Albury-Wodonga sporting icon Les O'Brien dies suddenly, aged 80

THE Border sporting community has been rocked by the sudden death of Les O’Brien.

MAGIC MOMENT: Les O'Brien took part in the Queen's baton relay in lead-up to 2006 Commonwealth Games in Melbourne.

MAGIC MOMENT: Les O'Brien took part in the Queen's baton relay in lead-up to 2006 Commonwealth Games in Melbourne.

Mr O’Brien, who was recognised by Rotary with a Paul Harris Fellowship for 60 years service to the community 12 months ago, suffered a heart attack late on Friday.

He was 80.

Born in Wodonga, Mr O’Brien grew up in Benalla before moving back to the border and operating Big Chiefs Trading Post in central Albury for more than two decades.

His wife of more than 50 years, Lyn, died last year from dementia.

Mr O’Brien’s association with the Ovens and Murray Football-Netball League dates back to 1958.

He is a former president of North Albury and has been a long-time property steward and team manager for the O and M representative teams.

His memorabilia collection is legendary and is annually displayed at the league’s Hall of Fame evening.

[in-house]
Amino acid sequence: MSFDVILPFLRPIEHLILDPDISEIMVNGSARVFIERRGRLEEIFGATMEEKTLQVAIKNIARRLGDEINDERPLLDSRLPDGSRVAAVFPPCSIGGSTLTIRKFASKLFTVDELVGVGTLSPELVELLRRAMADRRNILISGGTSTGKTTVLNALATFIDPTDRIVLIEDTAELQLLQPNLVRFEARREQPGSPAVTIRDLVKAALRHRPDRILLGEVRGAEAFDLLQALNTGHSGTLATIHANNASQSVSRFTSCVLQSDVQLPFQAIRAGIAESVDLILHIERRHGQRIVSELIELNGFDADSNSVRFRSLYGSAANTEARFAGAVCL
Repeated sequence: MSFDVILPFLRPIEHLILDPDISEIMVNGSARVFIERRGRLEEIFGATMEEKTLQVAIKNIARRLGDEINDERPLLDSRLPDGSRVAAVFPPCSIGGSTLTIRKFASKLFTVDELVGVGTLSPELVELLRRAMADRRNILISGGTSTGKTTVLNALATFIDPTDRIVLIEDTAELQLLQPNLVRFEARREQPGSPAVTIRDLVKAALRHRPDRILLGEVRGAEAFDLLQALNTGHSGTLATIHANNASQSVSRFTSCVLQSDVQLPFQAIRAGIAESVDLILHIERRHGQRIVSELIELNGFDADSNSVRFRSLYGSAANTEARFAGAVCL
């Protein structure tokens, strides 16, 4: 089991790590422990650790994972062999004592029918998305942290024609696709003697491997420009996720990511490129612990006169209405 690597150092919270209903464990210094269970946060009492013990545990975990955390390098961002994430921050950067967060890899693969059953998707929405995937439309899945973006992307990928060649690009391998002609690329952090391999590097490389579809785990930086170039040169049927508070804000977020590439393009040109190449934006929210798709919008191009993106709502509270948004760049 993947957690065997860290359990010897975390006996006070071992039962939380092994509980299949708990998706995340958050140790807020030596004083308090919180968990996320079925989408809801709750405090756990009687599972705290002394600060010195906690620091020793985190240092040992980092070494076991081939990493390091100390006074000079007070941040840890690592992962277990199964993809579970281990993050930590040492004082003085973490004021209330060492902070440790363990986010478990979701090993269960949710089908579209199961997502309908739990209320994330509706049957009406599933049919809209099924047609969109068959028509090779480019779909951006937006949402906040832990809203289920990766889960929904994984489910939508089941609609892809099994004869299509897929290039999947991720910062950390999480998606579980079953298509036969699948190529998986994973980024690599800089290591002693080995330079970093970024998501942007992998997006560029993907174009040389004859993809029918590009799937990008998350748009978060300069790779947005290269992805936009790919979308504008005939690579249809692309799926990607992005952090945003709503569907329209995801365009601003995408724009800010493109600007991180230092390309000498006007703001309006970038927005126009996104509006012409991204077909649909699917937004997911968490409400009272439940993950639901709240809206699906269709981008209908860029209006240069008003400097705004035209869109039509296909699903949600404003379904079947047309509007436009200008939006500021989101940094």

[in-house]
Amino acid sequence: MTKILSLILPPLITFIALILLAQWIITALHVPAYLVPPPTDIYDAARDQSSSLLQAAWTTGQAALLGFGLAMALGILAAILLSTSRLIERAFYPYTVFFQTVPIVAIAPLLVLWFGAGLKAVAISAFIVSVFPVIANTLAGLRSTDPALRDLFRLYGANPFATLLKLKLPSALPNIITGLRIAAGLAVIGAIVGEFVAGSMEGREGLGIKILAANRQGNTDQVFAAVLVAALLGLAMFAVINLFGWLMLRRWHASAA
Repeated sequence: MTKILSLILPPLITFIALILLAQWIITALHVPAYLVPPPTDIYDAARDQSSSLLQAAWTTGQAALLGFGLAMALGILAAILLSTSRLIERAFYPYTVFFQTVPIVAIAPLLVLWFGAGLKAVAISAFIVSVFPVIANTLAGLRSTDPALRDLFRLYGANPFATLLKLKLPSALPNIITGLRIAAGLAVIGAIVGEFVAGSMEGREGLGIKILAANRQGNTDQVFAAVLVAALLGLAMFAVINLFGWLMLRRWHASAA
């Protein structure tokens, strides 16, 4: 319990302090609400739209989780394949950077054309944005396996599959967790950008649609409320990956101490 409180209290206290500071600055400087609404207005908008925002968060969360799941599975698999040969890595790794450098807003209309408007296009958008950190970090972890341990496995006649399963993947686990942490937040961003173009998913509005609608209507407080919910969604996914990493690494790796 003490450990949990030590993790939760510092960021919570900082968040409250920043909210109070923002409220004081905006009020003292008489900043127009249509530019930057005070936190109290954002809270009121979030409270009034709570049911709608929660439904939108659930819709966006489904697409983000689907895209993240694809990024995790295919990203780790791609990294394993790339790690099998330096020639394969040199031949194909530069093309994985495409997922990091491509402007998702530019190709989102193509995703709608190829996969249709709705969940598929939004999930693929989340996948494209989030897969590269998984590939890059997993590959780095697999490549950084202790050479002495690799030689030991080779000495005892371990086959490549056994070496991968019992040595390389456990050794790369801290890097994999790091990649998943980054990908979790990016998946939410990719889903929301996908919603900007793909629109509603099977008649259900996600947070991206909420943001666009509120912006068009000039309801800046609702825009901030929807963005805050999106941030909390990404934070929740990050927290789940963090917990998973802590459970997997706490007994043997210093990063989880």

He was also involved with Lavington Panthers in the mid-2000s and has been the ground announcer during finals series dating back decades.

Traditional tributes including a minute’s silence and black arm bands worn by players were paid to Mr O’Brien before matches on Saturday.

“The league is saddened by the loss of an unbelievable ambassador and stalwart of Ovens and Murray football and netball,” chairman Graeme Patterson said.

“He will be truly missed.

“Les has basically devoted all his life serving local sport.”

He has also been involved with St Patrick’s Junior Football Club and Albury-Wodonga Football Association powerhouse Albury United.

Former United coach Scott Kidd said O’Brien had made a huge impact in his 15-year association.

“He was a big part of our family and big part of culture and what we we’ve been about,” he said.

“His legacy will definitely live on at the club.

“Legend is a term thrown around way too easily, but it applies to Les.”

Mr O’Brien was a noted athlete in his own right and won races at Stawell.

He also trained a long list of young athletes in Albury.

Outside of sport, has been a long-time welfare officer for the Albury-Wodonga National Servicemen’s Association and the Relay for Life committee.

He is survived by his three daughters, Kerrie, Cheryl and Debbie and families.

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